by Xing Gao
As companies wrap up their implementation of the new lease accounting standards, it is time to think about how business decisions may change as a result of the new rules. In a phone interview with Bloomberg Tax, Sheri Wyatt, a partner with PwC’s Accounting Advisory practice, talked about a few ways business decisions could be affected and what companies need to take into consideration when making decisions due to the new lease accounting standards.
Lease vs. Buy
With all the new leasing rules, one question companies might have is whether it still makes sense to lease or is it more beneficial to buy. Wyatt said that historically, many companies were attracted to leasing because under the old rules, companies could keep their leases off-balance-sheet. Now, under the new leasing standard ASU 2016-02, companies are required to recognize all leased assets and liabilities on their balance sheets.
“With the advantage of keeping assets off balance sheets going away, companies need to re-evaluate their lease vs. buy decisions,” Wyatt said. She emphasized that the decision should be made based on what is more economically beneficial to the company.
She went on to say that real estate assets require a bigger investment, it makes more sense to lease these assets for a longer term. So, overall building leases will likely remain more attractive to retail companies. Additionally, for rapidly depreciating equipment, leasing will also remain more attractive than owning.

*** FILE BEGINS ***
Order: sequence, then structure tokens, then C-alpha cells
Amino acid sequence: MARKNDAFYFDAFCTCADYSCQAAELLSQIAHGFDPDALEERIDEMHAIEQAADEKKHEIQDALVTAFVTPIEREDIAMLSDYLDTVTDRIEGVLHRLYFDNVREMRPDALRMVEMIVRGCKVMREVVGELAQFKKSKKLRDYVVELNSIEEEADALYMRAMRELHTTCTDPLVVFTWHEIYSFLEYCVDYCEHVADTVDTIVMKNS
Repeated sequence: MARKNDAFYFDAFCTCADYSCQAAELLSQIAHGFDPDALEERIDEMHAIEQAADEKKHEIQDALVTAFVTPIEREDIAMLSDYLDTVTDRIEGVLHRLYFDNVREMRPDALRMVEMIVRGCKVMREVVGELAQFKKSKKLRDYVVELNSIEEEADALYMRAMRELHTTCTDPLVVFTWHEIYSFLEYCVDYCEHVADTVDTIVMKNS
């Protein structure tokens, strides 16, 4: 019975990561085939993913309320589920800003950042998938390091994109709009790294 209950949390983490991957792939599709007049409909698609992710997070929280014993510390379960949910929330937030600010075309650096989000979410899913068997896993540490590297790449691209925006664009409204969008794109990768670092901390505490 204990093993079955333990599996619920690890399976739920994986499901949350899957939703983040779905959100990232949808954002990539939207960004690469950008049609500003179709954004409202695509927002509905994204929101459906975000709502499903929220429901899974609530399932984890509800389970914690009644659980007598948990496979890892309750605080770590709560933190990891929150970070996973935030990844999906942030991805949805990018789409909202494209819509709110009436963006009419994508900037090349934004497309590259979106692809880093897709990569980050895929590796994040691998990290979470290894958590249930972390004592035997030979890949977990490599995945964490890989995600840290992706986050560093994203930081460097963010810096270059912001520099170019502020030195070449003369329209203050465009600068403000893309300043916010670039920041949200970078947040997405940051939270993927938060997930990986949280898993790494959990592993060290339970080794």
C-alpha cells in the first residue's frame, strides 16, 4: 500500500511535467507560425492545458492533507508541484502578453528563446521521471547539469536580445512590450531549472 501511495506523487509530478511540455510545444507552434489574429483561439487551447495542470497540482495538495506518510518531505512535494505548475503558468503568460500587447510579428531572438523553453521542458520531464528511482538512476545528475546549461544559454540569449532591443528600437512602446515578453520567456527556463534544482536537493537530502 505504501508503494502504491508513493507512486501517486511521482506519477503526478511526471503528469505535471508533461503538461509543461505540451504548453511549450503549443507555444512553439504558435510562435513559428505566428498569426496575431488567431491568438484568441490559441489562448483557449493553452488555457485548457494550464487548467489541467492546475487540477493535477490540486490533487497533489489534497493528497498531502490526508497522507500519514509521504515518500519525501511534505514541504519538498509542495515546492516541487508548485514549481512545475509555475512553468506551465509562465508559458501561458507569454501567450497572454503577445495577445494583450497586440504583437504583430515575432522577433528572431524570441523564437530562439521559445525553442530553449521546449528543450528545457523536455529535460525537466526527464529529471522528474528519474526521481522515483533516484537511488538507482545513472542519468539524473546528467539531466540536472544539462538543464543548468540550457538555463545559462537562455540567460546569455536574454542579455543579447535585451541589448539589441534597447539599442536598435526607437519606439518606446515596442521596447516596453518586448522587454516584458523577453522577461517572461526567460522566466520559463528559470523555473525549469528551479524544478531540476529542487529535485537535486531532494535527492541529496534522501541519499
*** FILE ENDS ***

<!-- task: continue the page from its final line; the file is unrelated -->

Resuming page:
Wyatt believes that accounting shouldn’t drive changes in strategy. “We may start to see more short term leases, leases with more renewal options, and leases with more variable payments (as opposed to fixed payments). But, short term leases may require economic trade-offs. The shorter the lease terms are, the more exposure companies have to risks such as pricing risks,” she added.
The bottom line is that companies need to weigh the costs and benefits when making their lease vs. buy decisions.
Compliance vs. Transformation
While some companies are treating the implementation of the new lease standards as pure a compliance exercise, others are treating it as an opportunity to transform and introduce new processes to their business.
According to Wyatt, companies are using this opportunity to make changes that they would have delayed or possibly not made. Some have decided to make specific changes, such as how they manage equipment life cycles (for example automating the lease termination process), and others have decided to implement broader changes, such as integrating automated processes that can help them better administer their leases.
Originally appeared on the Accounting Blog at https://www.bna.com/thinking-shifting-away-b73014482410/